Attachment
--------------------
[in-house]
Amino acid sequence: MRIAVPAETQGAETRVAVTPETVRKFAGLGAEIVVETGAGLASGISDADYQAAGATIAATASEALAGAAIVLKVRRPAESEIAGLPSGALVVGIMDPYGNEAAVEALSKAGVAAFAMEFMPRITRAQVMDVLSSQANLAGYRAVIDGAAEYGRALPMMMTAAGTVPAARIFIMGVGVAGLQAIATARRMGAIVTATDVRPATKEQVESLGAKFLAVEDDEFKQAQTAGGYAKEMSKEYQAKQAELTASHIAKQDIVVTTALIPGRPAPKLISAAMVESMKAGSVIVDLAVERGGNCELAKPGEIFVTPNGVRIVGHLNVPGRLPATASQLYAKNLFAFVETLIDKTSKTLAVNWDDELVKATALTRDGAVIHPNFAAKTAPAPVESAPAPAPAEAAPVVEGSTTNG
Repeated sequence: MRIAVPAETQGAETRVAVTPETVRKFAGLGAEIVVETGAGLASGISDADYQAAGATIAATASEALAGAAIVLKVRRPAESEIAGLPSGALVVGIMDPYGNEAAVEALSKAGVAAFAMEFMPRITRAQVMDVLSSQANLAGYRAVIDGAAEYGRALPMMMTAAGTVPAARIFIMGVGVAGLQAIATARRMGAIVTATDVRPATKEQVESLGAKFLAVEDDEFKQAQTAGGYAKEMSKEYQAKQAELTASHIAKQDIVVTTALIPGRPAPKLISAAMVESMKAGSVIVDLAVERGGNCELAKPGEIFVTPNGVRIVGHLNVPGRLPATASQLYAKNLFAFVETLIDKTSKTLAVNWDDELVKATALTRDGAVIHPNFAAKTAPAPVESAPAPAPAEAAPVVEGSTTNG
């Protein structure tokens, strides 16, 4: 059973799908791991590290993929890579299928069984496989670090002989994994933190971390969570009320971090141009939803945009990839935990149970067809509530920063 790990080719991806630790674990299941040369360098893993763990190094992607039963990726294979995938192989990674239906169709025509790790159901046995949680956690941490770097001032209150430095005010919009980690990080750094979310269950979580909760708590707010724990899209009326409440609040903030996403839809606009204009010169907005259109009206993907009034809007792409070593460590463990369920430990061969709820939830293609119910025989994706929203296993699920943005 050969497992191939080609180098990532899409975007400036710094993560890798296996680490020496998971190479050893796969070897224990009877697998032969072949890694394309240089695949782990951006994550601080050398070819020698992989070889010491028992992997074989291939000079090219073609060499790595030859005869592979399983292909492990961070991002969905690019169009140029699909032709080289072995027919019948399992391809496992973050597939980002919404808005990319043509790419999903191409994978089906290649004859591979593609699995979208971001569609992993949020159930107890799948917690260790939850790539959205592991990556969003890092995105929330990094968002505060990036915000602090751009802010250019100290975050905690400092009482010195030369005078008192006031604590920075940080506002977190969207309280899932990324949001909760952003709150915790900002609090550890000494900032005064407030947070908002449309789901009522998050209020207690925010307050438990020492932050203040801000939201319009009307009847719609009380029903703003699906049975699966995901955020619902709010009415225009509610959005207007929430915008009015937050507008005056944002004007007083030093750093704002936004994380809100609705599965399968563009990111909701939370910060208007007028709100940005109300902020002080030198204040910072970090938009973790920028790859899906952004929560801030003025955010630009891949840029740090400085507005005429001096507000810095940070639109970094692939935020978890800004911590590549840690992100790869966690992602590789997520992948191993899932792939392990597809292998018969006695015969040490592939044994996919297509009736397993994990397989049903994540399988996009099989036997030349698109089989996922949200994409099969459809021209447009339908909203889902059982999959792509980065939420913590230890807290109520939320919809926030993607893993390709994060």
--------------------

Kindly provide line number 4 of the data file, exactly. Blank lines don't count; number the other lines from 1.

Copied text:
């Protein structure tokens, strides 16, 4: 059973799908791991590290993929890579299928069984496989670090002989994994933190971390969570009320971090141009939803945009990839935990149970067809509530920063 790990080719991806630790674990299941040369360098893993763990190094992607039963990726294979995938192989990674239906169709025509790790159901046995949680956690941490770097001032209150430095005010919009980690990080750094979310269950979580909760708590707010724990899209009326409440609040903030996403839809606009204009010169907005259109009206993907009034809007792409070593460590463990369920430990061969709820939830293609119910025989994706929203296993699920943005 050969497992191939080609180098990532899409975007400036710094993560890798296996680490020496998971190479050893796969070897224990009877697998032969072949890694394309240089695949782990951006994550601080050398070819020698992989070889010491028992992997074989291939000079090219073609060499790595030859005869592979399983292909492990961070991002969905690019169009140029699909032709080289072995027919019948399992391809496992973050597939980002919404808005990319043509790419999903191409994978089906290649004859591979593609699995979208971001569609992993949020159930107890799948917690260790939850790539959205592991990556969003890092995105929330990094968002505060990036915000602090751009802010250019100290975050905690400092009482010195030369005078008192006031604590920075940080506002977190969207309280899932990324949001909760952003709150915790900002609090550890000494900032005064407030947070908002449309789901009522998050209020207690925010307050438990020492932050203040801000939201319009009307009847719609009380029903703003699906049975699966995901955020619902709010009415225009509610959005207007929430915008009015937050507008005056944002004007007083030093750093704002936004994380809100609705599965399968563009990111909701939370910060208007007028709100940005109300902020002080030198204040910072970090938009973790920028790859899906952004929560801030003025955010630009891949840029740090400085507005005429001096507000810095940070639109970094692939935020978890800004911590590549840690992100790869966690992602590789997520992948191993899932792939392990597809292998018969006695015969040490592939044994996919297509009736397993994990397989049903994540399988996009099989036997030349698109089989996922949200994409099969459809021209447009339908909203889902059982999959792509980065939420913590230890807290109520939320919809926030993607893993390709994060």